The Stark family, conversely, are about as different as can be imagined from the Lannisters. In the Seven Kingdoms, each family house has their own set of “words”, a motto if you will, and the Lannisters' righteous “Hear me Roar” clashes with the Starks' sombre, ominous “Winter is Coming”. Patriarch Ned is as close as we come to finding an honourable man in the Seven Kingdoms, and even he has his demons. His otherwise untarnished reputation was spoiled when he left behind his newly pregnant wife Catelyn to return home from war with a bastard (illegitimate) son, Jon Snow. While Catelyn and Ned have five other children, she has forgiven Ned for his moment of weakness, but not for bringing Jon back with him. Their other children include sixteen year old Robb, Sansa, a thirteen year old girl with a head full of romances and songs, Arya, eleven and a tomboy whose more interested in swordplay than stitching, Bran, nine, a boy who loves climbing the huge towers of Winterfell and Rickon, a three year old toddler.
Meanwhile across the Narrow Sea, Viserys Targaryen, son of the Mad King Aerys II, deposed by now-King Robert (confused yet?) is plotting his revenge and a return to the Seven Kingdoms in a bid to reclaim the Iron Throne. His sister, Daenerys, a timid teenage girl who is often both mentally and physically abused by Viserys, finds herself being sold off to the highest bidder in order to amass soldiers for Viserys’ return.
These are just three of the nine major Houses in the Seven Kingdoms that vie for political dominance, simpering and preening by day while sharpening their daggers by night. The wide cast of characters in A Game of Thrones expands slowly, but before you know it the already sizeable Stark and Lannister families are just a blip on a huge, multi-faceted stage. In fact, the cast is so large that at the end of each of the books is a glossary of characters provided to help readers refresh their memory as to who characters are, should they need it (for first time readers, it is all but essential).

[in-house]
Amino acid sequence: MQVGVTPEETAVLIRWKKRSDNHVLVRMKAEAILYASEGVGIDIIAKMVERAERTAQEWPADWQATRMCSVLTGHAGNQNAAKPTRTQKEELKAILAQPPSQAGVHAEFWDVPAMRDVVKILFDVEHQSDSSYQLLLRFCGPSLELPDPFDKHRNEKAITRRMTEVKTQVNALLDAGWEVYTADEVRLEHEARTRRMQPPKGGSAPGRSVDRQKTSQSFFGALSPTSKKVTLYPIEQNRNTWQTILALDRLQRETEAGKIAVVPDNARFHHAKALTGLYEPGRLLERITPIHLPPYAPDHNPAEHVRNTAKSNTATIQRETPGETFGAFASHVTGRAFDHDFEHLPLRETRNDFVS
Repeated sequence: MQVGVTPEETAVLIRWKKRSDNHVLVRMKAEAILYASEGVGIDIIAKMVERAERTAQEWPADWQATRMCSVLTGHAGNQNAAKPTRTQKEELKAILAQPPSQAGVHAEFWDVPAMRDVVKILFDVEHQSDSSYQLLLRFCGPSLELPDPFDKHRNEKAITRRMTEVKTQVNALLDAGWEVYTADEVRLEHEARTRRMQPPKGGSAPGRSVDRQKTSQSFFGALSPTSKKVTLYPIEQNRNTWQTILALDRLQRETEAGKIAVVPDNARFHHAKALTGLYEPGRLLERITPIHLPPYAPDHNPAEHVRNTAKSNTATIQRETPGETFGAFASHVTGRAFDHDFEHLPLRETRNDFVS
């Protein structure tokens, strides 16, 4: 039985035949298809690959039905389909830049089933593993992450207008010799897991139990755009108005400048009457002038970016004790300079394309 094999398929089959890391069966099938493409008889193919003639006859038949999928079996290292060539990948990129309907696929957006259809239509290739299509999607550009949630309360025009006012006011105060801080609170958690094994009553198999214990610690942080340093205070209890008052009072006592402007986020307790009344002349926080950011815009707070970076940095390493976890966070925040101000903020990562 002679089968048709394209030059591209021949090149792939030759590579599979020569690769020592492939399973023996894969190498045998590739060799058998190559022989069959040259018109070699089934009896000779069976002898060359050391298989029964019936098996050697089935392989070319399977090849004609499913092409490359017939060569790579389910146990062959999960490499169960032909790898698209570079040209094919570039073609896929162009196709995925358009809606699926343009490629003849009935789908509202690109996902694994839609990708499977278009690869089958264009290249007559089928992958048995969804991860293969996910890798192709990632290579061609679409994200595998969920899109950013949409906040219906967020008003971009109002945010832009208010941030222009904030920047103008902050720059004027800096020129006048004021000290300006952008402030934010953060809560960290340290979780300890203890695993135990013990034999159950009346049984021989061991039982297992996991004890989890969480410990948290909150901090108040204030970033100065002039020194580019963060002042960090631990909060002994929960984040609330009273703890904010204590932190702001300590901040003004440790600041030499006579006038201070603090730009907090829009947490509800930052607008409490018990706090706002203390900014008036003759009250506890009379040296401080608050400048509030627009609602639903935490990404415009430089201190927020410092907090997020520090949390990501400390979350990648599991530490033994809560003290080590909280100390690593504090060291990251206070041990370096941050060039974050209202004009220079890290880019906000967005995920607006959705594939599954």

In some cases, though, the reference will be wholly unnecessary. There are many characters in A Game of Thrones that will make an instant impression and stay there the entire time. Take for instance, Sandor Clegane, a knight with half his face burned off (by his brother) that brutally runs down a fleeing boy, or Littlefinger, a master manipulator who is responsible for the realm’s economy yet has questionable plans of his own, or master swordsman Syrio Forel, Arya Stark’s instructor for her “dance lessons”.
"The Dark Crystal, Conan The Barbarian, Labyrinth, Masters of the Universe and Willow, while each entertaining in their own right, were more than often made with kids in mind as the intended audience, and with the possible exception of Conan, adults were never truly considered an audience for the fantasy genre"
The cast assembled so far is, on paper at least, an incredibly impressive ensemble. This is a cast that boasts Hollywood movie stars who have held leading roles (Sean Bean, Peter Dinklage), actors who’ve already had played the central protagonist in hit TV shows (Lena Headey, Nikolaj-Costner Waldau) and others who’ve provided standout supporting roles in the past, both across television and film (Aiden Gillen, Charles Dance, Iain Glen) and dozens more.
To accompany this impressive cast is an equally accomplished crew. Author George R.R. Martin is on board as a Co-Executive Producer, ensuring that these will remain faithful adaptations and not just cash cows. Martin, Jane Espenson (responsible for many of the best Battlestar Galactica episodes) and Bryan Cogman are set to write one episode each, while the remainder are scripted by D.B. Weiss and David Benioff, the series ‘creators’ and executive producers.
Looking at the track record of fantasy films and television pre-LOTR, it’s plain to see that this was not a genre taken seriously as dramatic entertainment; The Dark Crystal, Conan The Barbarian, Labyrinth, Masters of the Universe and Willow, while each entertaining in their own right, were more than often made with kids in mind as the intended audience, and with the possible exception of Conan, adults were never truly considered an audience for the fantasy genre. Television suffered a similar condition, with Buffy the Vampire Slayer, and Xena: Warrior Princess leading the charge in the campy fantasy field. Those shows weren’t bad in their own right, but required a strong pinch of salt and you could hardly make a compelling argument for the genre as an authentic medium for dramatic storytelling with those as your primary examples.
"The best description of Game of Thrones I’ve ever heard came from Martin’s own mouth when I met him on a book tour – 'I write fantasy for people who hate fantasy'"